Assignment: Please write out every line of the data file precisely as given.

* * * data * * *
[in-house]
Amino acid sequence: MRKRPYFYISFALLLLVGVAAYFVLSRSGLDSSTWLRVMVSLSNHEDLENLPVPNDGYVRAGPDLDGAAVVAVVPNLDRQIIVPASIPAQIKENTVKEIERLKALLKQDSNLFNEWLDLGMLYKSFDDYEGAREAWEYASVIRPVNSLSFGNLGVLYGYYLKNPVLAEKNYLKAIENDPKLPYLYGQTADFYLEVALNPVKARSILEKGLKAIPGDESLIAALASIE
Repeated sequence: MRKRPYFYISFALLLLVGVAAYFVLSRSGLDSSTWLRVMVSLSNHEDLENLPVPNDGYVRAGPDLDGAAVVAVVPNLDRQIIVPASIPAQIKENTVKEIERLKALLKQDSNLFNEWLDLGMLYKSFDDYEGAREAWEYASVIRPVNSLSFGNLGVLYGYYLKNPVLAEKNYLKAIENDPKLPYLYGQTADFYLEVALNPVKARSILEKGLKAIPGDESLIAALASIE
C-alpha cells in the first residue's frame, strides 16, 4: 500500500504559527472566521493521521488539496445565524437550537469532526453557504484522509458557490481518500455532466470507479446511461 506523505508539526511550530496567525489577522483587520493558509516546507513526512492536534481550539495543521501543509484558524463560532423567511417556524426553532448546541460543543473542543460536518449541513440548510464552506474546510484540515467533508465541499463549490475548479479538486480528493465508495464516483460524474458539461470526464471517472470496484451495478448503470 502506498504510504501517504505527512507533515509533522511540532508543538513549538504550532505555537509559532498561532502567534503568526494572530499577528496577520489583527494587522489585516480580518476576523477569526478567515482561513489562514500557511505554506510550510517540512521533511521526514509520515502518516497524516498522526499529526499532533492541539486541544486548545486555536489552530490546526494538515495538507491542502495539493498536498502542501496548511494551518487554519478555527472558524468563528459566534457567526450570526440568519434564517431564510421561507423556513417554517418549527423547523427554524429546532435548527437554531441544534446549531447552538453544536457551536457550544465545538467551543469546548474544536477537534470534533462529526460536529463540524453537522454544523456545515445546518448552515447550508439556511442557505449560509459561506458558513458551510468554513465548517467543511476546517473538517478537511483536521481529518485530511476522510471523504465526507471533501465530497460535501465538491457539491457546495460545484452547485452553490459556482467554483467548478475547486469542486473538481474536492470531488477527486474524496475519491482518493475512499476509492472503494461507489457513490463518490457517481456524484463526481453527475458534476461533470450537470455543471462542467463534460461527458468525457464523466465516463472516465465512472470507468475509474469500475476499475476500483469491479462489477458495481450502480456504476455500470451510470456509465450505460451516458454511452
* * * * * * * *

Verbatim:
[in-house]
Amino acid sequence: MRKRPYFYISFALLLLVGVAAYFVLSRSGLDSSTWLRVMVSLSNHEDLENLPVPNDGYVRAGPDLDGAAVVAVVPNLDRQIIVPASIPAQIKENTVKEIERLKALLKQDSNLFNEWLDLGMLYKSFDDYEGAREAWEYASVIRPVNSLSFGNLGVLYGYYLKNPVLAEKNYLKAIENDPKLPYLYGQTADFYLEVALNPVKARSILEKGLKAIPGDESLIAALASIE
Repeated sequence: MRKRPYFYISFALLLLVGVAAYFVLSRSGLDSSTWLRVMVSLSNHEDLENLPVPNDGYVRAGPDLDGAAVVAVVPNLDRQIIVPASIPAQIKENTVKEIERLKALLKQDSNLFNEWLDLGMLYKSFDDYEGAREAWEYASVIRPVNSLSFGNLGVLYGYYLKNPVLAEKNYLKAIENDPKLPYLYGQTADFYLEVALNPVKARSILEKGLKAIPGDESLIAALASIE
C-alpha cells in the first residue's frame, strides 16, 4: 500500500504559527472566521493521521488539496445565524437550537469532526453557504484522509458557490481518500455532466470507479446511461 506523505508539526511550530496567525489577522483587520493558509516546507513526512492536534481550539495543521501543509484558524463560532423567511417556524426553532448546541460543543473542543460536518449541513440548510464552506474546510484540515467533508465541499463549490475548479479538486480528493465508495464516483460524474458539461470526464471517472470496484451495478448503470 502506498504510504501517504505527512507533515509533522511540532508543538513549538504550532505555537509559532498561532502567534503568526494572530499577528496577520489583527494587522489585516480580518476576523477569526478567515482561513489562514500557511505554506510550510517540512521533511521526514509520515502518516497524516498522526499529526499532533492541539486541544486548545486555536489552530490546526494538515495538507491542502495539493498536498502542501496548511494551518487554519478555527472558524468563528459566534457567526450570526440568519434564517431564510421561507423556513417554517418549527423547523427554524429546532435548527437554531441544534446549531447552538453544536457551536457550544465545538467551543469546548474544536477537534470534533462529526460536529463540524453537522454544523456545515445546518448552515447550508439556511442557505449560509459561506458558513458551510468554513465548517467543511476546517473538517478537511483536521481529518485530511476522510471523504465526507471533501465530497460535501465538491457539491457546495460545484452547485452553490459556482467554483467548478475547486469542486473538481474536492470531488477527486474524496475519491482518493475512499476509492472503494461507489457513490463518490457517481456524484463526481453527475458534476461533470450537470455543471462542467463534460461527458468525457464523466465516463472516465465512472470507468475509474469500475476499475476500483469491479462489477458495481450502480456504476455500470451510470456509465450505460451516458454511452